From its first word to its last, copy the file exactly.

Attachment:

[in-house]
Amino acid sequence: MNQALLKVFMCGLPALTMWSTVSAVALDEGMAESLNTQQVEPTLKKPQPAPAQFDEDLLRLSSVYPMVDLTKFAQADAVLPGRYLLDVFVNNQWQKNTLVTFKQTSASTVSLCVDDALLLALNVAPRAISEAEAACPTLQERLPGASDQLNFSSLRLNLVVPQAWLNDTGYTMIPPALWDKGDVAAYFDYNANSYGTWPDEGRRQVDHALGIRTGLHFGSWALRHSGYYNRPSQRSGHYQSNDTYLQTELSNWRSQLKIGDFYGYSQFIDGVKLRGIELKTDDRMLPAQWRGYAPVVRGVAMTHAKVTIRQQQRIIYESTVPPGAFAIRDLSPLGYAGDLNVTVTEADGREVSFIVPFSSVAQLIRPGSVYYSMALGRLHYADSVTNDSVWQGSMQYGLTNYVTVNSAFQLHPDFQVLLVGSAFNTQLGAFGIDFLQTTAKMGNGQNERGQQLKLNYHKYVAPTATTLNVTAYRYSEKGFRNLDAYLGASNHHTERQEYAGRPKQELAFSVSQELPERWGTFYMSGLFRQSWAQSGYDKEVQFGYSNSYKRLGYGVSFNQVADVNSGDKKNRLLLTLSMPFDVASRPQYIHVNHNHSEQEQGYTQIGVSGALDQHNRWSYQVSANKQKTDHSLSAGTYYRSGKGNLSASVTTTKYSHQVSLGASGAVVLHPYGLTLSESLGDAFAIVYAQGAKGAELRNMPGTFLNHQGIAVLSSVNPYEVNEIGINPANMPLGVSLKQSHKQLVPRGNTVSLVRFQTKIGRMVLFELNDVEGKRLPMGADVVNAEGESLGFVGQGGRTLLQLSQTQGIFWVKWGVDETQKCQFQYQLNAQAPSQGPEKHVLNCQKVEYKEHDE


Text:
[in-house]
Amino acid sequence: MNQALLKVFMCGLPALTMWSTVSAVALDEGMAESLNTQQVEPTLKKPQPAPAQFDEDLLRLSSVYPMVDLTKFAQADAVLPGRYLLDVFVNNQWQKNTLVTFKQTSASTVSLCVDDALLLALNVAPRAISEAEAACPTLQERLPGASDQLNFSSLRLNLVVPQAWLNDTGYTMIPPALWDKGDVAAYFDYNANSYGTWPDEGRRQVDHALGIRTGLHFGSWALRHSGYYNRPSQRSGHYQSNDTYLQTELSNWRSQLKIGDFYGYSQFIDGVKLRGIELKTDDRMLPAQWRGYAPVVRGVAMTHAKVTIRQQQRIIYESTVPPGAFAIRDLSPLGYAGDLNVTVTEADGREVSFIVPFSSVAQLIRPGSVYYSMALGRLHYADSVTNDSVWQGSMQYGLTNYVTVNSAFQLHPDFQVLLVGSAFNTQLGAFGIDFLQTTAKMGNGQNERGQQLKLNYHKYVAPTATTLNVTAYRYSEKGFRNLDAYLGASNHHTERQEYAGRPKQELAFSVSQELPERWGTFYMSGLFRQSWAQSGYDKEVQFGYSNSYKRLGYGVSFNQVADVNSGDKKNRLLLTLSMPFDVASRPQYIHVNHNHSEQEQGYTQIGVSGALDQHNRWSYQVSANKQKTDHSLSAGTYYRSGKGNLSASVTTTKYSHQVSLGASGAVVLHPYGLTLSESLGDAFAIVYAQGAKGAELRNMPGTFLNHQGIAVLSSVNPYEVNEIGINPANMPLGVSLKQSHKQLVPRGNTVSLVRFQTKIGRMVLFELNDVEGKRLPMGADVVNAEGESLGFVGQGGRTLLQLSQTQGIFWVKWGVDETQKCQFQYQLNAQAPSQGPEKHVLNCQKVEYKEHDE